The history of dental fillings parallels the history of modern dentistry. As dentistry evolved to include more sophisticated diagnostic and treatment methods, so did dental filling options. Today’s dentists offer a range of dental filling materials that work differently depending on the teeth and the patient’s needs.
People are often surprised to learn the modern filling has origins dating back as far as 201 AD. The American Dental Education Association describes dentistry as one of the oldest medical professions. Despite its ancient origins many people could not afford to see a dental professional. Until relatively recently, many people would visit barbers for tooth extractions in addition to hair care. As a result, people sometimes overlook dentistry’s rich history.
After all, It would still take centuries for the filling to become routine dental care practiced by highly-trained professionals all over the world. The dental profession has come so far that many people are surprised to learn how the dental profession was a source of controversy given how highly regarded dental professionals are today.
The following timeline provides a brief overview of the history of fillings and how they changed over time. This insight highlights how lucky we are to live in a golden age of modern dentistry.
Dental fillings evolved throughout history, but many find it surprising how early modern materials appeared. This timeline isn’t comprehensive, but it shows several highlights of the evolution of modern fillings. Before we start, can you guess how early dentists started using materials similar to those still used today?
Researchers found a young man with beeswax dental fillings in a cave in Trieste, Italy. They believe the remains date back at least 6,000 years ago and indicate an early form of dental filling. There are few other examples of ancient remains containing dental fillings, but not much is known about the earliest origins of dentistry.
The ancient Etruscans reportedly created dental prosthetics including gold crowns.
A Chinese medical text describes the use of “silver paste” as an amalgam. Some believe that the Chinese may have use amalgam fillings at that time.
The first known book devoted to dentistry, that contained any history of dental fillings, was published in Germany. “The Little Medicinal Book for All Kinds of Diseases and Infirmities of the Teeth” by Artzney Buchlein covered topics like tooth extraction, drilling teeth and placing gold fillings. The intended audience was barbers and surgeons.
Claude Mouton describes procedures including gold crowns and recommends using white enamel to make gold crowns look more like natural teeth.
Nicolas Dubois de Cheman of France received the first known patent for porcelain teeth.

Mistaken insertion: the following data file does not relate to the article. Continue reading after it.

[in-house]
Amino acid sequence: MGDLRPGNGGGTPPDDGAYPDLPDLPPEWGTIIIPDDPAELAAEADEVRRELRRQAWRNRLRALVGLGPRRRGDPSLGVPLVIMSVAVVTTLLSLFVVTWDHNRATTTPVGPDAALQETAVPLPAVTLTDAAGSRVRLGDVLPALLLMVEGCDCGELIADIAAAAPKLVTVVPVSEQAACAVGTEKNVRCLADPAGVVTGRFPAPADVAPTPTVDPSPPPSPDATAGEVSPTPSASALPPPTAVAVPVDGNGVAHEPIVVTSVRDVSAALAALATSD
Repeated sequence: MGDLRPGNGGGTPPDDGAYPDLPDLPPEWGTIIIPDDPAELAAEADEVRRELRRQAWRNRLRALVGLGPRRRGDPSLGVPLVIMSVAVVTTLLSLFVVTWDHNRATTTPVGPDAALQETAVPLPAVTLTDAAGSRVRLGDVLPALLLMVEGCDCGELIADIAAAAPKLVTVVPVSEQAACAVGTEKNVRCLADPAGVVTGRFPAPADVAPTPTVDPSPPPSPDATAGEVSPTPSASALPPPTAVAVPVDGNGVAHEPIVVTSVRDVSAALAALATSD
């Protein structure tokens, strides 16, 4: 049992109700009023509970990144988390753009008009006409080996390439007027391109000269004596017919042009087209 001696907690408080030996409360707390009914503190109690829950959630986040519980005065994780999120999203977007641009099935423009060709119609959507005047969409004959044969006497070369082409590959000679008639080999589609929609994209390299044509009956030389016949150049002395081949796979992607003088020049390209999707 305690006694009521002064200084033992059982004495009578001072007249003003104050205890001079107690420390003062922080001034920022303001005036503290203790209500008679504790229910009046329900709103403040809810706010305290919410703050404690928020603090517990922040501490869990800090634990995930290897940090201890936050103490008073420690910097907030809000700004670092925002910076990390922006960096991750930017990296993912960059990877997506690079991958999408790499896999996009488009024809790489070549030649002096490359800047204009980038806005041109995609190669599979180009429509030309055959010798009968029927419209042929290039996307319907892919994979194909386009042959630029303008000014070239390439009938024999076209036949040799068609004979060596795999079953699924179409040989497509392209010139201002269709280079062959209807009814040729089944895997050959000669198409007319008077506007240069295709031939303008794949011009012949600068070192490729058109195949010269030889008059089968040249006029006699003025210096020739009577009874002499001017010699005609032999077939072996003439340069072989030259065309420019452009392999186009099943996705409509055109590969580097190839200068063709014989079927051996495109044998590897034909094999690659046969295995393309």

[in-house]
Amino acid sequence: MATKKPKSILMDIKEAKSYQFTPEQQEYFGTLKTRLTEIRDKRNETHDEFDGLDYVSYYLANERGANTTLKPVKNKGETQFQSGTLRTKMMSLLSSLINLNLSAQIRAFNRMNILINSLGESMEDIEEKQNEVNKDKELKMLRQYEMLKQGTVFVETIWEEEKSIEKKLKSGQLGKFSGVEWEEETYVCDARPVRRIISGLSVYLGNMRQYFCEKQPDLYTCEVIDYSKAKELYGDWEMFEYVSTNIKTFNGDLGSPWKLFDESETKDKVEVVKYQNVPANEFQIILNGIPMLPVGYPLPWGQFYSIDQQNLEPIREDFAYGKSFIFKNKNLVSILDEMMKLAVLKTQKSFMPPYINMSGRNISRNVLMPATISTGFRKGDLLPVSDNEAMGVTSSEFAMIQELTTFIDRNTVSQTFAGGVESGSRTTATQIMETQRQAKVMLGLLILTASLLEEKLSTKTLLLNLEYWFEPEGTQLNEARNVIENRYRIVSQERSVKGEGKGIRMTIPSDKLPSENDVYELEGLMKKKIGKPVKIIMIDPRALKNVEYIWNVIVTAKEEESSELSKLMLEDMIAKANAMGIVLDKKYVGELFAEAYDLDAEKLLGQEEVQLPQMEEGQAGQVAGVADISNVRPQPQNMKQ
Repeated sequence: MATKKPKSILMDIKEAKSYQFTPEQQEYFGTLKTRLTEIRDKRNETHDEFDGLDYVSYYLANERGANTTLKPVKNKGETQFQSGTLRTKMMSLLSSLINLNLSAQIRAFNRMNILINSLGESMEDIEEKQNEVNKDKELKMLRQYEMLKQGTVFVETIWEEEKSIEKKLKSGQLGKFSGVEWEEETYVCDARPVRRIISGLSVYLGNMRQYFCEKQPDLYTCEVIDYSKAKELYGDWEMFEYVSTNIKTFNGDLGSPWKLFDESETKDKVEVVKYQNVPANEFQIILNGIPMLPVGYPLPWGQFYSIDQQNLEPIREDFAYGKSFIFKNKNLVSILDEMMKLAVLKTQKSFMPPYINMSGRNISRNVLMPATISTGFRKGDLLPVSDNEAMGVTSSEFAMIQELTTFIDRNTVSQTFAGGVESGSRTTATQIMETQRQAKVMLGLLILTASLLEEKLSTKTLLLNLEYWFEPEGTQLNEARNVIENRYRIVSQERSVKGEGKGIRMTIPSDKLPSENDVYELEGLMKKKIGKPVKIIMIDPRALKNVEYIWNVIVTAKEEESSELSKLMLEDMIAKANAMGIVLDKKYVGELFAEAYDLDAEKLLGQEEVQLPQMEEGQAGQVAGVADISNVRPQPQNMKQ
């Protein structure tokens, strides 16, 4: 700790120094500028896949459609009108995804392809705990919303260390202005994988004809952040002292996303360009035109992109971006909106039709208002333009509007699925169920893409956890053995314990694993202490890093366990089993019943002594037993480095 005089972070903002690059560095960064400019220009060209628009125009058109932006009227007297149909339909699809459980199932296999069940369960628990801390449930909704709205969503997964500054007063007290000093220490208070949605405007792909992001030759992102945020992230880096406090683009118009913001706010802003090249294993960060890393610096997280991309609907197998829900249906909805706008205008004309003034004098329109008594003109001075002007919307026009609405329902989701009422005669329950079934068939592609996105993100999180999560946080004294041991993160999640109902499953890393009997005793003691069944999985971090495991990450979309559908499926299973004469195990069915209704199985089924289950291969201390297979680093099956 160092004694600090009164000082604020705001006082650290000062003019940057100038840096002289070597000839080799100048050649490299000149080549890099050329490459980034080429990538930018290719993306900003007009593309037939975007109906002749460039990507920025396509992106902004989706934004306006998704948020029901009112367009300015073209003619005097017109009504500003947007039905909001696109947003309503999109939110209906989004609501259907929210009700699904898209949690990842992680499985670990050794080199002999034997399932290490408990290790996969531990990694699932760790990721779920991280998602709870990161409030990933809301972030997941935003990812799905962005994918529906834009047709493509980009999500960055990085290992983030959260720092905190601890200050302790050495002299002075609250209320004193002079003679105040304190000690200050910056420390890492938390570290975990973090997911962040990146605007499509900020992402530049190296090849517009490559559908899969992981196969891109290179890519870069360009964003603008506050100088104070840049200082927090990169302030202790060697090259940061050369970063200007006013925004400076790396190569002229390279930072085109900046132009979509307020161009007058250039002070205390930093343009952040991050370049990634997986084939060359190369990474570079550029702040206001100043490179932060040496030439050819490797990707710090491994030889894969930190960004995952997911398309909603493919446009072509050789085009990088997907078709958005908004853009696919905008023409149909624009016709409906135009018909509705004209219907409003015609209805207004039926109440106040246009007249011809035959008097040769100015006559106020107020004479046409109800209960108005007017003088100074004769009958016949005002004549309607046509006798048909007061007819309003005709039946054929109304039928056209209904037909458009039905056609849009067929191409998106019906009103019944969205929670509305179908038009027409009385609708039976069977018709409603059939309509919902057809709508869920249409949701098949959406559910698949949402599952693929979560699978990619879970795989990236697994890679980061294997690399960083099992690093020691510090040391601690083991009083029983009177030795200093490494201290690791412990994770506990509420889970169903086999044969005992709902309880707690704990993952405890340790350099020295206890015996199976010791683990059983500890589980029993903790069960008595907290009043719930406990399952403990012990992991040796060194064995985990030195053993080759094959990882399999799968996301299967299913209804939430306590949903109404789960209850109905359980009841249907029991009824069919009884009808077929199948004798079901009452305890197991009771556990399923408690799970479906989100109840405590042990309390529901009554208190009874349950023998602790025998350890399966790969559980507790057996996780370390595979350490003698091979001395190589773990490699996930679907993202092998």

Samuel Stockton commercially manufactured porcelain teeth and dominated the dental supply industry throughout the next century.
The Crawcours brothers introduce amalgam filling material in the United States. The duo was originally from Poland but they studied dentistry in France. Their amalgam techniques ended up embroiled in controversy due to the brothers shady business practices so it didn’t catch on at the time.
In 1840, the American Society of Dental Surgeons were concerned about mercury poisoning and required members to denounced the use of amalgams. Many dentists continued using amalgams since they prefer them to gold fillings due to ease of use and price.
The dentists who continued using amalgam factions in America formed its own dental society the National Dental Association which evolved into the American Dental Association (ADA).
Robert Arthur invented the cohesive gold foil method that allowed dentists to fill a cavity with soft, malleable gold using less pressure.
Throughout the 19th and early 20th century, metal and amalgam fillings were most popular. Porcelain and gold also enjoyed some use.
Fillings evolved with technology. Today’s fillings are made with a range of materials including porcelain, gold, silver, composite resins or amalgam. The different fillings vary by the patient’s needs, budgets and placement.
Dental amalgam fillings represent close to 75% of all fillings used to restore the teeth, according to researchers who published in the Journal of Conservative Dentistry. Some consider amalgam unmatched in economy and function. Yes, the method is not without controversy but on balance it’s benefited many people throughout the years. However, it isn’t appropriate for everyone’s needs. For example, if a front tooth needs a filling, most patients and dentists prefer a porcelain filling that better blends visually with the natural tooth.
We have moved well beyond the time when barbers doubled as primary care dentists and when extractions were the most accessible form of dental treatment. Dentistry evolved as fillings evolved. Sophisticated diagnostic practices, extensive training, hygiene techniques and modern technology all help dentists preserve their patient’s teeth longer than our ancestors ever thought was possible.
While the history of dental fillings is interesting, people are amazed to see how early dentists started experimenting with common materials we still use today. A skilled dentist has a range of options depending on your needs. Talk with your dentist to learn which options best suit your lifestyle.
Southview Dentistry has served Charlotte residents for over nine years and is top-rated among local residents. Southview Dentistry is here for you, whether you need a filling, a routine cleaning or a more complicated treatment.
If you are a Charlotte resident in need of a filling, contact Southview Dental today to schedule an examination.